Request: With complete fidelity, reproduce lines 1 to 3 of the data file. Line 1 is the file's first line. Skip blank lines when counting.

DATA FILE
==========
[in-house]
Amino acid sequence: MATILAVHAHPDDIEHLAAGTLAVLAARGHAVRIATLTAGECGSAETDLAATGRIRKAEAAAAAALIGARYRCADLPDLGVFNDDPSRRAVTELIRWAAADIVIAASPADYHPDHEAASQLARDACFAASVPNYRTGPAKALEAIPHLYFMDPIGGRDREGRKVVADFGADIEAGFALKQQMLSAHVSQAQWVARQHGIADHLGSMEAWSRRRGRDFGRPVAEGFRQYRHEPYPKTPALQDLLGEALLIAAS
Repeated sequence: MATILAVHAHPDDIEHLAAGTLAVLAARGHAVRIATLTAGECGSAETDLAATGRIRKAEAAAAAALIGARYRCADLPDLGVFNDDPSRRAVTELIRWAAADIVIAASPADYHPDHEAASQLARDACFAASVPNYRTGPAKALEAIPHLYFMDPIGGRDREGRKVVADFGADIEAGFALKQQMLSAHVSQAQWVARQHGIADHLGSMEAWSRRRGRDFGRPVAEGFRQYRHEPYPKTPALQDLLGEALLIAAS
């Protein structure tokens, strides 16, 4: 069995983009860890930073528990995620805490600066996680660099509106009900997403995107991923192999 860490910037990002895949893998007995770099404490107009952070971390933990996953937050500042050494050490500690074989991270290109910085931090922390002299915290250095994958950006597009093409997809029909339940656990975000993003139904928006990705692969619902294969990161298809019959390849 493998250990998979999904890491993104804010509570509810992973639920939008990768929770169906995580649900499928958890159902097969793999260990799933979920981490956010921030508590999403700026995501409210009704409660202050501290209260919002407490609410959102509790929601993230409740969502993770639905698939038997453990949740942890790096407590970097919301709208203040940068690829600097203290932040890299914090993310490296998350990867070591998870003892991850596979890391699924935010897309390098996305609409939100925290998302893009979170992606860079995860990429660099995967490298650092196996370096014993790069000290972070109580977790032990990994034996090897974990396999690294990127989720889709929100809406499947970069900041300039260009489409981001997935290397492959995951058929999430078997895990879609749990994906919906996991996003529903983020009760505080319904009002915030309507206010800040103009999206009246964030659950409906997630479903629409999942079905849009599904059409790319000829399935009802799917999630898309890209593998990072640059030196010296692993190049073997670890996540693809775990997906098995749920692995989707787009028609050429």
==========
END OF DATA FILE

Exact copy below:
[in-house]
Amino acid sequence: MATILAVHAHPDDIEHLAAGTLAVLAARGHAVRIATLTAGECGSAETDLAATGRIRKAEAAAAAALIGARYRCADLPDLGVFNDDPSRRAVTELIRWAAADIVIAASPADYHPDHEAASQLARDACFAASVPNYRTGPAKALEAIPHLYFMDPIGGRDREGRKVVADFGADIEAGFALKQQMLSAHVSQAQWVARQHGIADHLGSMEAWSRRRGRDFGRPVAEGFRQYRHEPYPKTPALQDLLGEALLIAAS
Repeated sequence: MATILAVHAHPDDIEHLAAGTLAVLAARGHAVRIATLTAGECGSAETDLAATGRIRKAEAAAAAALIGARYRCADLPDLGVFNDDPSRRAVTELIRWAAADIVIAASPADYHPDHEAASQLARDACFAASVPNYRTGPAKALEAIPHLYFMDPIGGRDREGRKVVADFGADIEAGFALKQQMLSAHVSQAQWVARQHGIADHLGSMEAWSRRRGRDFGRPVAEGFRQYRHEPYPKTPALQDLLGEALLIAAS